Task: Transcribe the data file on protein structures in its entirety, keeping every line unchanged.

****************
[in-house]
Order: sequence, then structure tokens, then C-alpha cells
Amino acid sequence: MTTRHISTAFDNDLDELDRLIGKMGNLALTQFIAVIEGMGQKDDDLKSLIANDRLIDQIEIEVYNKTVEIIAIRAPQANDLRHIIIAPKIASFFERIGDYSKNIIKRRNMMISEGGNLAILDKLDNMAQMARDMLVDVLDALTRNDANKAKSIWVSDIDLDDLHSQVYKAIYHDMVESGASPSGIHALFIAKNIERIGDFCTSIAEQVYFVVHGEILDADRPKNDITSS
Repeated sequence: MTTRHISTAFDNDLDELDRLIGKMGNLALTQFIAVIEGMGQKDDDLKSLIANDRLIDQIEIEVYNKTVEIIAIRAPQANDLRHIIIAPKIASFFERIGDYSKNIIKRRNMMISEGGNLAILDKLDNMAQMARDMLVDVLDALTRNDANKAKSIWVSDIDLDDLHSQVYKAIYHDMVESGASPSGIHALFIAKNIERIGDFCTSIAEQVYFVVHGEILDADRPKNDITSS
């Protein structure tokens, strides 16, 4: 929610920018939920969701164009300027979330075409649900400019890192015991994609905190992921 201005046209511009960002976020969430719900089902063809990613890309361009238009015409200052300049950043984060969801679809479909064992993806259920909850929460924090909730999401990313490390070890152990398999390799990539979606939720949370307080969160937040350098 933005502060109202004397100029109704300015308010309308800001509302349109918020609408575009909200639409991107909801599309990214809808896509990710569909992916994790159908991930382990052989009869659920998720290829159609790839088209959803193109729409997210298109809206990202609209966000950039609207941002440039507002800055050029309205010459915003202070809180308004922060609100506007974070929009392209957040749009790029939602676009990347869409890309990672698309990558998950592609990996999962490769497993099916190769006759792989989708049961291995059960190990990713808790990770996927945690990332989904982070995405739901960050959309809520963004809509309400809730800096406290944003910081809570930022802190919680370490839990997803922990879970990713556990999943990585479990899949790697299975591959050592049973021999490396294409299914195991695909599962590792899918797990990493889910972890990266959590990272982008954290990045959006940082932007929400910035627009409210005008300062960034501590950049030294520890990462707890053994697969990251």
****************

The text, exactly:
[in-house]
Order: sequence, then structure tokens, then C-alpha cells
Amino acid sequence: MTTRHISTAFDNDLDELDRLIGKMGNLALTQFIAVIEGMGQKDDDLKSLIANDRLIDQIEIEVYNKTVEIIAIRAPQANDLRHIIIAPKIASFFERIGDYSKNIIKRRNMMISEGGNLAILDKLDNMAQMARDMLVDVLDALTRNDANKAKSIWVSDIDLDDLHSQVYKAIYHDMVESGASPSGIHALFIAKNIERIGDFCTSIAEQVYFVVHGEILDADRPKNDITSS
Repeated sequence: MTTRHISTAFDNDLDELDRLIGKMGNLALTQFIAVIEGMGQKDDDLKSLIANDRLIDQIEIEVYNKTVEIIAIRAPQANDLRHIIIAPKIASFFERIGDYSKNIIKRRNMMISEGGNLAILDKLDNMAQMARDMLVDVLDALTRNDANKAKSIWVSDIDLDDLHSQVYKAIYHDMVESGASPSGIHALFIAKNIERIGDFCTSIAEQVYFVVHGEILDADRPKNDITSS
């Protein structure tokens, strides 16, 4: 929610920018939920969701164009300027979330075409649900400019890192015991994609905190992921 201005046209511009960002976020969430719900089902063809990613890309361009238009015409200052300049950043984060969801679809479909064992993806259920909850929460924090909730999401990313490390070890152990398999390799990539979606939720949370307080969160937040350098 933005502060109202004397100029109704300015308010309308800001509302349109918020609408575009909200639409991107909801599309990214809808896509990710569909992916994790159908991930382990052989009869659920998720290829159609790839088209959803193109729409997210298109809206990202609209966000950039609207941002440039507002800055050029309205010459915003202070809180308004922060609100506007974070929009392209957040749009790029939602676009990347869409890309990672698309990558998950592609990996999962490769497993099916190769006759792989989708049961291995059960190990990713808790990770996927945690990332989904982070995405739901960050959309809520963004809509309400809730800096406290944003910081809570930022802190919680370490839990997803922990879970990713556990999943990585479990899949790697299975591959050592049973021999490396294409299914195991695909599962590792899918797990990493889910972890990266959590990272982008954290990045959006940082932007929400910035627009409210005008300062960034501590950049030294520890990462707890053994697969990251």